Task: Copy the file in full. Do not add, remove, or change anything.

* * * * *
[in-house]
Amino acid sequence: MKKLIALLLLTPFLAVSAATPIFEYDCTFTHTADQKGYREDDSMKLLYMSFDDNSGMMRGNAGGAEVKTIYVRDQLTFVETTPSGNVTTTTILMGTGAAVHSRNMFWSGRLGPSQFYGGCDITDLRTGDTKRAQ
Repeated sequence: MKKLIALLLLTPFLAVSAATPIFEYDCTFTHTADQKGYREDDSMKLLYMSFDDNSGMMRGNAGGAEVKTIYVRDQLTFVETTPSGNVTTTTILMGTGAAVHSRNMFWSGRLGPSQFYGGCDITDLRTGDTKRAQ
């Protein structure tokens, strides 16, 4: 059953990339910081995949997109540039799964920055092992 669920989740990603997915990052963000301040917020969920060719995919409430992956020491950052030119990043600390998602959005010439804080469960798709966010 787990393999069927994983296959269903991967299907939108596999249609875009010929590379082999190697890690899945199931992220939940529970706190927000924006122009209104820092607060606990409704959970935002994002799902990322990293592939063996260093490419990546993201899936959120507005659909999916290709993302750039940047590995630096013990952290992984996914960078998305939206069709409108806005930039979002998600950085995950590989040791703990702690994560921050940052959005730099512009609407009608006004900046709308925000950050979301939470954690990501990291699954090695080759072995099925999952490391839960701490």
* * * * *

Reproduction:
[in-house]
Amino acid sequence: MKKLIALLLLTPFLAVSAATPIFEYDCTFTHTADQKGYREDDSMKLLYMSFDDNSGMMRGNAGGAEVKTIYVRDQLTFVETTPSGNVTTTTILMGTGAAVHSRNMFWSGRLGPSQFYGGCDITDLRTGDTKRAQ
Repeated sequence: MKKLIALLLLTPFLAVSAATPIFEYDCTFTHTADQKGYREDDSMKLLYMSFDDNSGMMRGNAGGAEVKTIYVRDQLTFVETTPSGNVTTTTILMGTGAAVHSRNMFWSGRLGPSQFYGGCDITDLRTGDTKRAQ
């Protein structure tokens, strides 16, 4: 059953990339910081995949997109540039799964920055092992 669920989740990603997915990052963000301040917020969920060719995919409430992956020491950052030119990043600390998602959005010439804080469960798709966010 787990393999069927994983296959269903991967299907939108596999249609875009010929590379082999190697890690899945199931992220939940529970706190927000924006122009209104820092607060606990409704959970935002994002799902990322990293592939063996260093490419990546993201899936959120507005659909999916290709993302750039940047590995630096013990952290992984996914960078998305939206069709409108806005930039979002998600950085995950590989040791703990702690994560921050940052959005730099512009609407009608006004900046709308925000950050979301939470954690990501990291699954090695080759072995099925999952490391839960701490």